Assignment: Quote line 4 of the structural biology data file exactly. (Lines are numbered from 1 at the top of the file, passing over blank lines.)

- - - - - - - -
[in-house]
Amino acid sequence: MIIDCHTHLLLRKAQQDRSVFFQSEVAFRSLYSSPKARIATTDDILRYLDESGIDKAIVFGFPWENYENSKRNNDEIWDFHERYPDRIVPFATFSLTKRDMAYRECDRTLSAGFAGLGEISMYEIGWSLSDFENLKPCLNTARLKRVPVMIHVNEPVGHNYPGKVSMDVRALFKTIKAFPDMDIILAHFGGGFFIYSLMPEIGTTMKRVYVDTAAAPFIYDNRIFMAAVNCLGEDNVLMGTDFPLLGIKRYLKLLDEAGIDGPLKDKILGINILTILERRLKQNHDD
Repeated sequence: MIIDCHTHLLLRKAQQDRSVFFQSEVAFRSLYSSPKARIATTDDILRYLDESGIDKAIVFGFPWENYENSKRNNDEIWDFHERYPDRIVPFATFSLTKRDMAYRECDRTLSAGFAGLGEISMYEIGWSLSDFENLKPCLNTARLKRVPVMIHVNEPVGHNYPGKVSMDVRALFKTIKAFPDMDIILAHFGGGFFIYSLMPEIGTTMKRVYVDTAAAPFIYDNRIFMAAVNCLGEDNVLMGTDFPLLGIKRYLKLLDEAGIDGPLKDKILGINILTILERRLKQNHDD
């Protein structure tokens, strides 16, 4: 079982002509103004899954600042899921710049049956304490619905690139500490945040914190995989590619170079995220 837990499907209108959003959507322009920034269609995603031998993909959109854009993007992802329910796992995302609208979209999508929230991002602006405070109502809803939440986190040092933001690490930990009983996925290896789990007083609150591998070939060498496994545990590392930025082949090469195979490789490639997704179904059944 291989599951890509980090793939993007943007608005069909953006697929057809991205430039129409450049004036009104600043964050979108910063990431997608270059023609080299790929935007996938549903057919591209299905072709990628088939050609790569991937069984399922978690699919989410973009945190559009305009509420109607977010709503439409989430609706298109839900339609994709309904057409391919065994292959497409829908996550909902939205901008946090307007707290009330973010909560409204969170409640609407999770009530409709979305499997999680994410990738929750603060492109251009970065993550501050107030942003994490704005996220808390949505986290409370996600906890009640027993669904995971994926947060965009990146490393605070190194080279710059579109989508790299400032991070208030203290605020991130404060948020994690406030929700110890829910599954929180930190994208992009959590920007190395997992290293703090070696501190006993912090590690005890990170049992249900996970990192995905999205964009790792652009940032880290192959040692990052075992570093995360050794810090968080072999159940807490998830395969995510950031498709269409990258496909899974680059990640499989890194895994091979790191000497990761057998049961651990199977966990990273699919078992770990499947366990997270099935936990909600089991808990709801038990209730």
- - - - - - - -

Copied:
């Protein structure tokens, strides 16, 4: 079982002509103004899954600042899921710049049956304490619905690139500490945040914190995989590619170079995220 837990499907209108959003959507322009920034269609995603031998993909959109854009993007992802329910796992995302609208979209999508929230991002602006405070109502809803939440986190040092933001690490930990009983996925290896789990007083609150591998070939060498496994545990590392930025082949090469195979490789490639997704179904059944 291989599951890509980090793939993007943007608005069909953006697929057809991205430039129409450049004036009104600043964050979108910063990431997608270059023609080299790929935007996938549903057919591209299905072709990628088939050609790569991937069984399922978690699919989410973009945190559009305009509420109607977010709503439409989430609706298109839900339609994709309904057409391919065994292959497409829908996550909902939205901008946090307007707290009330973010909560409204969170409640609407999770009530409709979305499997999680994410990738929750603060492109251009970065993550501050107030942003994490704005996220808390949505986290409370996600906890009640027993669904995971994926947060965009990146490393605070190194080279710059579109989508790299400032991070208030203290605020991130404060948020994690406030929700110890829910599954929180930190994208992009959590920007190395997992290293703090070696501190006993912090590690005890990170049992249900996970990192995905999205964009790792652009940032880290192959040692990052075992570093995360050794810090968080072999159940807490998830395969995510950031498709269409990258496909899974680059990640499989890194895994091979790191000497990761057998049961651990199977966990990273699919078992770990499947366990997270099935936990909600089991808990709801038990209730």